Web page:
I've been prepping Tom on how these interviews tend to go, but if this is to stand any chance of working I have to pay attention to the details. So on the big day, I transform the shed from old:
Once that's done, we conduct back-to-back rehearsals until the crew shows up.
My phone rings. They have arrived. Vibrating with excitement, I retreat into position and bark last orders to Tom as he disappears up the path to greet them. From utter silence emerges a rising sun of murmurs...
…and polite laughter! We've passed the first test. Now for the interview.
Does it matter that the interviewer watched the shed film earlier this morning? That Tom has a completely different face to mine? No! This is extraordinary, and I must see it with my own eyes.
Remarkable. After one hour, they leave.
Now for the final test: the broadcast.
I cross off the days until the big moment, and when it begins and they start discussing the shed I'm breathless, giddy, waiting for Tom's face to appear – but it never does. The interview has been completely cut from the eight-minute segment. Fuck. They must have known something was up. If this is going to work, I have to start smaller; be smarter.
SMART OOBAH: RADIO 5 LIVE, UK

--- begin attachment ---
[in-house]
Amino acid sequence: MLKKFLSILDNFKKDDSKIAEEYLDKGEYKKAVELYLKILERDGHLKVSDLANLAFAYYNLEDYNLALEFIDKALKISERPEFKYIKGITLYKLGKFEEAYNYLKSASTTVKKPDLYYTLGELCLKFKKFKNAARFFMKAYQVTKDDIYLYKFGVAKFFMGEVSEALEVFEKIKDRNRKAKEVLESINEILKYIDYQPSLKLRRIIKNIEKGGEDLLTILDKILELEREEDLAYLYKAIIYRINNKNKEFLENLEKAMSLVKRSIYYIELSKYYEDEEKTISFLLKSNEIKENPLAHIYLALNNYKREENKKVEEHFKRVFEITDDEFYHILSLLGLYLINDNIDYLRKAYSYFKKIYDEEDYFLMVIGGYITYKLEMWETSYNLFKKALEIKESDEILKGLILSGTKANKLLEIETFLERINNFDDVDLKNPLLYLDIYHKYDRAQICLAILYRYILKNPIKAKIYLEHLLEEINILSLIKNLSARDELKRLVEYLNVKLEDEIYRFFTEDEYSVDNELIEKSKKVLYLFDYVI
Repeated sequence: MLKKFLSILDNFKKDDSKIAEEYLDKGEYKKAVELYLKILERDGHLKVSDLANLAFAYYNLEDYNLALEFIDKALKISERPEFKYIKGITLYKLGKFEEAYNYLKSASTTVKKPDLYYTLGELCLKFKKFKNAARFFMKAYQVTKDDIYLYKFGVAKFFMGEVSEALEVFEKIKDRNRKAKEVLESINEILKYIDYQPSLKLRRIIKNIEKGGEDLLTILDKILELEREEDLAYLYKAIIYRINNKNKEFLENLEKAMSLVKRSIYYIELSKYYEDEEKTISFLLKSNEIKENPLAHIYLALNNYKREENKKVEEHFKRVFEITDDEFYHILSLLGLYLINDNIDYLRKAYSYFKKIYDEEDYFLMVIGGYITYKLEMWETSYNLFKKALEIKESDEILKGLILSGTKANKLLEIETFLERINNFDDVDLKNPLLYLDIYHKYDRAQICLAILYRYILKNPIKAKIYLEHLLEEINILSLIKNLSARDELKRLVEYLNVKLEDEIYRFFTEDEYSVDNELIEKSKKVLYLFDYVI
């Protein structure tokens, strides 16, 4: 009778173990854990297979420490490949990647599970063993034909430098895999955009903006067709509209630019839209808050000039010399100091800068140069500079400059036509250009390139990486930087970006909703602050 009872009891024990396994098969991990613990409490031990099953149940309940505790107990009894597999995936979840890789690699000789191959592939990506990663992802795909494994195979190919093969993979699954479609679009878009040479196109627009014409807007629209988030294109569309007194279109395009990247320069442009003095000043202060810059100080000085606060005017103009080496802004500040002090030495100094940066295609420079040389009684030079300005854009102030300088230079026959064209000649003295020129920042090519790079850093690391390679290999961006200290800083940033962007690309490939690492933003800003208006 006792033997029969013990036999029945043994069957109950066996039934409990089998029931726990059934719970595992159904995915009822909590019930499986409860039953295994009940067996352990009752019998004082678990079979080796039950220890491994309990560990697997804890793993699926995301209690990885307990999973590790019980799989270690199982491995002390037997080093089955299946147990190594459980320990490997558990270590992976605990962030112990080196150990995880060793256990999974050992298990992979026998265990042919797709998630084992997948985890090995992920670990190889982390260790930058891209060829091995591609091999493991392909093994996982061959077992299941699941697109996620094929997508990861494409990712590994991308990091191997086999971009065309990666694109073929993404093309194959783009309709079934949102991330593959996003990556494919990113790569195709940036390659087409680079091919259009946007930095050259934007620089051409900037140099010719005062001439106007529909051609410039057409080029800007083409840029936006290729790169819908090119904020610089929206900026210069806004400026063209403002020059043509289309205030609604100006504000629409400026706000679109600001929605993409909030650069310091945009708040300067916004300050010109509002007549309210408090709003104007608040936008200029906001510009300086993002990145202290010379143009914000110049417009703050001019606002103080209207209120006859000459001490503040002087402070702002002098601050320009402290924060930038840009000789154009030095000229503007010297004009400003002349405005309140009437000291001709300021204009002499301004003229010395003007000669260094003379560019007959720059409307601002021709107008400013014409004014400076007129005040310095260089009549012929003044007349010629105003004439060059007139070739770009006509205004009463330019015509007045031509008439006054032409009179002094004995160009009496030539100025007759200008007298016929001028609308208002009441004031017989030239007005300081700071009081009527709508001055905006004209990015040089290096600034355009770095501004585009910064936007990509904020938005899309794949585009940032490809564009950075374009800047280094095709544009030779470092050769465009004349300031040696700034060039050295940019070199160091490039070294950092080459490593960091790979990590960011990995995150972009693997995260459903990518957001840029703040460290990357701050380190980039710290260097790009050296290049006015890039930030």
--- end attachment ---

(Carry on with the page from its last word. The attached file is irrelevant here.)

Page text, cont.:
The problem with Tom's interview, the BBC producers later explain, was that my (his) insights about fake reviewing weren't deep enough. So I'll add a new point to the fake Oobah criteria:
4: They must know my shit and suit the situation.
Like the one offered to me by BBC Radio 5 Live. The station is doing a special on fake reviews and want an interview about the shed that discusses the morality of fake reviewing. The man for this one is:
Smart Oobah, AKA Peter Yeung (who, since helping me out with this, has gained notoriety in media circles for doing something strangely similar to what I did with the shed).
Yes, he looks nothing like me, but as the interview is remote, who cares – it's all about the brain. And with an expertise in social anthropology, you'd assume Peter has a good one.
At 7AM I tune into 5 Live to hear a dream come true: me sounding intelligent on national radio.
As I dance around the room, listening to myself sound smart for the very first time, I hear the references to Cambridge Analytica and the well-constructed arguments and, all of a sudden, begin to feel a little cold. One of my mates' mums texts me to tell me I've "gone posh". This is glaringly not me, isn't it?